Entertainment Magazine

In Cinemas: Haywire

Posted on the 10 February 2012 by Desertofreel @Kob_Monney

Gina Carano in Haywire

You shouldn’t think of her as being a woman. That would be a mistake.

A fair amount of criticism has been laid at Haywire’s door, taking aim at Carano’s acting ability and Lem Dobbs’ screenplay. That criticism, whether fair or unjust, seems to be ever so slightly missing the point with the film being a bit of a contradiction, a classy B-movie.

The plot could be effectively summarised as thus: Gina Carano works her way through the male supporting cast pummelling them into submission or death, whichever comes first. The actual plot revolves around Carano’s Mallory Kane (cool name) seeking answers after she was left high and dry after a job in Barcelona. That line was as simple as my take but it doesn’t include Carano taking names and putting boots to asses.

Carano’s acting is appropriate and Soderberg looks to circumnavigate Carano’s shyness and lack of experience by reducing the dialogue (especially exposition), leaving Mallory a pissed off monosyllabic, monotone soldier of fortune. The action takes advantage of Carano’s expertise as an MMA fighter with Soderberg’s approach to it a reaction against the clumsy, claustrophobically tight composition and silly angles modelled after the excellent Bourne series (and I love the action in the Bourne films, less so its impersonators). The editing is easy to follow, the moves performed intelligible giving the impression that the action is not being cheated or faked. The performers go toe-to-toe: smashing hotel rooms, a diner or anything else that gets in their way.

In Soderberg’s hands Haywire is effortlessly classy production with David Holmes’ bouncy, jazzy score setting the mood when heads aren’t being cracked. Characteristically for Soderberg the film does come across as a touch cold, lacking the ebullience of trashy action movies. One criticism of the film I can agree with is Lem Dobbs’ script which purposefully courts the B-movie dialogue of Commando (“you better run!”) but also seems very reluctant in clearing up the main plot. Told in a non-linear fashion for a fair chunk of the film’s runtime, it’s too mysterious, withholding information that makes the film dense and unclear. The unravelling of the plot at the end does not carry with it the cachet of a revelation, more frustration as to why it was not relayed to the viewer earlier.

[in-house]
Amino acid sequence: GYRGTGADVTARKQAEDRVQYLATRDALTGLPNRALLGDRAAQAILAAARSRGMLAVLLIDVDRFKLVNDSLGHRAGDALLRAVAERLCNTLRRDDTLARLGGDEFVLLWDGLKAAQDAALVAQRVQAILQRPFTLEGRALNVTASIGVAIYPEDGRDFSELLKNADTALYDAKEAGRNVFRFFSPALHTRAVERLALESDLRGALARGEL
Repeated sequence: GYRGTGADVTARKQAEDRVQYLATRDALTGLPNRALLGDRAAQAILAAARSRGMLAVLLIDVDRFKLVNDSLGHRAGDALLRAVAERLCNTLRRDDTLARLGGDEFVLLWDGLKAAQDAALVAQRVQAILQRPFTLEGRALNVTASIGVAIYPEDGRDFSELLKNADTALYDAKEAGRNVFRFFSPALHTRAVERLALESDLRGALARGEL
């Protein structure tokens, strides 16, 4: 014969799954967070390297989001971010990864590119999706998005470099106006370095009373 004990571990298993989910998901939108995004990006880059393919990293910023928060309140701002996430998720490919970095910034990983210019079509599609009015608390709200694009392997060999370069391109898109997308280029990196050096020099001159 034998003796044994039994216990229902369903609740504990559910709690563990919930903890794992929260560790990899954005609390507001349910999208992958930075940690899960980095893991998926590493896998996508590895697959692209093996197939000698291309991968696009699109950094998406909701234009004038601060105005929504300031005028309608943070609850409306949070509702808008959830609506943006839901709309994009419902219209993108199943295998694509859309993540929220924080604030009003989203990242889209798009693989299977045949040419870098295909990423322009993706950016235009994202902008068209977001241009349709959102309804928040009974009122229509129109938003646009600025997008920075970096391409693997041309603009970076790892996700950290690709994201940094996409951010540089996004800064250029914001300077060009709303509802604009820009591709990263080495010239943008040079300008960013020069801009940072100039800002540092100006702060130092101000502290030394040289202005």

Still, while Haywire flirts between being fun and overly complicated it ends up being fun enough that its flaws can be overlooked. Carano oozes physicality, chewing her way through the cast and using their bones to sharpen her teeth. In a year where big budget female driven films are appearing left, right and centre in the next few months, they’re off to solid start.


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